Saturday, November 21, 2015

Architects and Camouflage | Roy C. Jones

Architect and camoufleur Roy C. Jones
Above Portrait photograph of American architect Roy Childs Jones (1885-1963), who was for many years the head of the School of Architecture at the University of Minnesota. During World War I, he also served in the US Army's Camouflage Corps.


In Aymar Embury II, "Architects and the Camouflage Service" in Architectural Forum 27 (November 1919), pp. 137-138, Jones is among those included in a list of architects who had served in the war as camouflage specialists. Embury, himself a prominent architect, was a captain in the Corps of Engineers, United States Reserves [in the list that follows, those in brackets were not per se on Embury's list]—

G.F. Axt, Charles F. Brunckhorst, Cromwell H. Case, Robert A. Clifford, Walter C. Clifford, David C. Comstock, G. Dexter, John H. Eastman, W[illiam] D. Foster, S.N. Hartell, Everit A. Herter, [Laurance Hitt], Burnham Hoyt, Clifford C. Jones, Roy C. Jones, Oliver Larson, Fred R. Lorenz, Alexander MacLean, [Wilmer] Bruce Rabenold, Thomas I. Raguere, Abraham Rattner, Greville Rickard, Reah de Bourg Robinson, [Louis C. Rosenberg], Prentice Sanger, Thomas E. Seyster, [J. André Smith], V.P. Spalding, [Evarts Tracy], Sheldon Viele, Louis F. Voorhees, Ralph T. Walker, Austin Whittlesey, James R. Wilson, and Van Horne D. Wolfe.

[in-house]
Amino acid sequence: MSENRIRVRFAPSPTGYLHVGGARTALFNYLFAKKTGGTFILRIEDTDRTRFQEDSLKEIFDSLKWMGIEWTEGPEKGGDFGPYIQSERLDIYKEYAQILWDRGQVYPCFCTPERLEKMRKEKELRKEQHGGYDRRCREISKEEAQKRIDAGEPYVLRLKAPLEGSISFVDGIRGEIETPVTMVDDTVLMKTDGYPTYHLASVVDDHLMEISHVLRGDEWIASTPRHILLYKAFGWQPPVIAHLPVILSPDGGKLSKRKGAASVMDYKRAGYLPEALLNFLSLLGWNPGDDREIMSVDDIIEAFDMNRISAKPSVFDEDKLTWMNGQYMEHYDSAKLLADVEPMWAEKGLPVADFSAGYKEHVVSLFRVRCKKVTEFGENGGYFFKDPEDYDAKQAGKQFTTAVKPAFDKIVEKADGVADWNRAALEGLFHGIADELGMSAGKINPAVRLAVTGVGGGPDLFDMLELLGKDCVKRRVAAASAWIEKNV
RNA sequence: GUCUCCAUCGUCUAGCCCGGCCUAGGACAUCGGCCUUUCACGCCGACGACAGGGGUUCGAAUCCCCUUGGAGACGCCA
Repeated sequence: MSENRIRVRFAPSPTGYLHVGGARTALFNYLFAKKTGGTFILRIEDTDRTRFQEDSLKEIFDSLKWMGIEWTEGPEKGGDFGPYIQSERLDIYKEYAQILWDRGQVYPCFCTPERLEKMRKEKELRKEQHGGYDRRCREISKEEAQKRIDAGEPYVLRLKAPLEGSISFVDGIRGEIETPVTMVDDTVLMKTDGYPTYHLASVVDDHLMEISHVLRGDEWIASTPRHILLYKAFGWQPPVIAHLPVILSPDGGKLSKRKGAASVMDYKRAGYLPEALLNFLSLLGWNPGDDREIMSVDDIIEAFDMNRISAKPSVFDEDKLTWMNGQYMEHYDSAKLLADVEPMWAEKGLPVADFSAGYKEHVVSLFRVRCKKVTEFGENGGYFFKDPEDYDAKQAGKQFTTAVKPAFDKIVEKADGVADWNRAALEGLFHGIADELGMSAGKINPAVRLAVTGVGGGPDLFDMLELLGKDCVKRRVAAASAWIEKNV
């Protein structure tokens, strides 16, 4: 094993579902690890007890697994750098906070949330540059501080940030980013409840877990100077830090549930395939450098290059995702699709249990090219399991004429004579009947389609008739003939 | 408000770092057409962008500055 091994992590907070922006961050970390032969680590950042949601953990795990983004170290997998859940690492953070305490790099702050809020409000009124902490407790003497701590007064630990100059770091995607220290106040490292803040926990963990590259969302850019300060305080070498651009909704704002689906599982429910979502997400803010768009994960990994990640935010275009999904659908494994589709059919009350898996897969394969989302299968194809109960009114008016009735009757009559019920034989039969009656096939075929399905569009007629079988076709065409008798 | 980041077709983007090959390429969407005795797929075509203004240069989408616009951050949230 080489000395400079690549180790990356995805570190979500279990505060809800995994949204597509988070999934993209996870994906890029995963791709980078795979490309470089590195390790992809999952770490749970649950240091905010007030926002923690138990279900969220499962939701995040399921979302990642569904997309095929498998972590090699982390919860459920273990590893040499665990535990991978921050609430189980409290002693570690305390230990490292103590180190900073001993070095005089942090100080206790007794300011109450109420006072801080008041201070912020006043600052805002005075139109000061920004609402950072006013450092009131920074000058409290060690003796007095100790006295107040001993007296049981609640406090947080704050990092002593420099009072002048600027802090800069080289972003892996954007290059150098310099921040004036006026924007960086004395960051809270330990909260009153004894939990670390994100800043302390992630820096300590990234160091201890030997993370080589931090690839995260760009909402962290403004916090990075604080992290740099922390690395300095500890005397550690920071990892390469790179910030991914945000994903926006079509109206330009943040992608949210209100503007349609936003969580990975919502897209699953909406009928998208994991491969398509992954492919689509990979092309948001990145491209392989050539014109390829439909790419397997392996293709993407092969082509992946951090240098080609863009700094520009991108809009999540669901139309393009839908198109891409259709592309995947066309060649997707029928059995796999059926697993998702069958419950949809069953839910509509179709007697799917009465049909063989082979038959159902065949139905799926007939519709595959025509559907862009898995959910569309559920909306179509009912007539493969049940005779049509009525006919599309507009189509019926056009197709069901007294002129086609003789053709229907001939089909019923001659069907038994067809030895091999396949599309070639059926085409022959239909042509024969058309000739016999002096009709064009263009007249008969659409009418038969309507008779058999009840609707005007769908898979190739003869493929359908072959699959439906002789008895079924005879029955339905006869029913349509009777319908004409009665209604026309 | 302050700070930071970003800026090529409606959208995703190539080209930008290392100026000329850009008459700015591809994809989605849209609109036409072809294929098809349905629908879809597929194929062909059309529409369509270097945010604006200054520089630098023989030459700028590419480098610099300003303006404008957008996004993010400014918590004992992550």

According to other online sources, Roy C. Jones was born in Kendallville IN on June 22, 1885. He attended Purdue University, then earned a BS degree and a Masters in Architecture degree from the University of Pennsylvania. Prior to WWI, he worked at Holabird and Roche (Chicago) and McKim, Mead and White (New York). He also taught architecture at the University of Illinois and the University of Minnesota. It was during WWI that Jones served as an army camoufleur in France (not WWII, as was incorrectly claimed in a university senate obituary when he died).

After the war, Jones returned to the faculty of the University of Minnesota, where he was appointed head of the School of Architecture in 1937. He continued to practice architecture, and served as the university's advisor for building design from 1936 to 1950.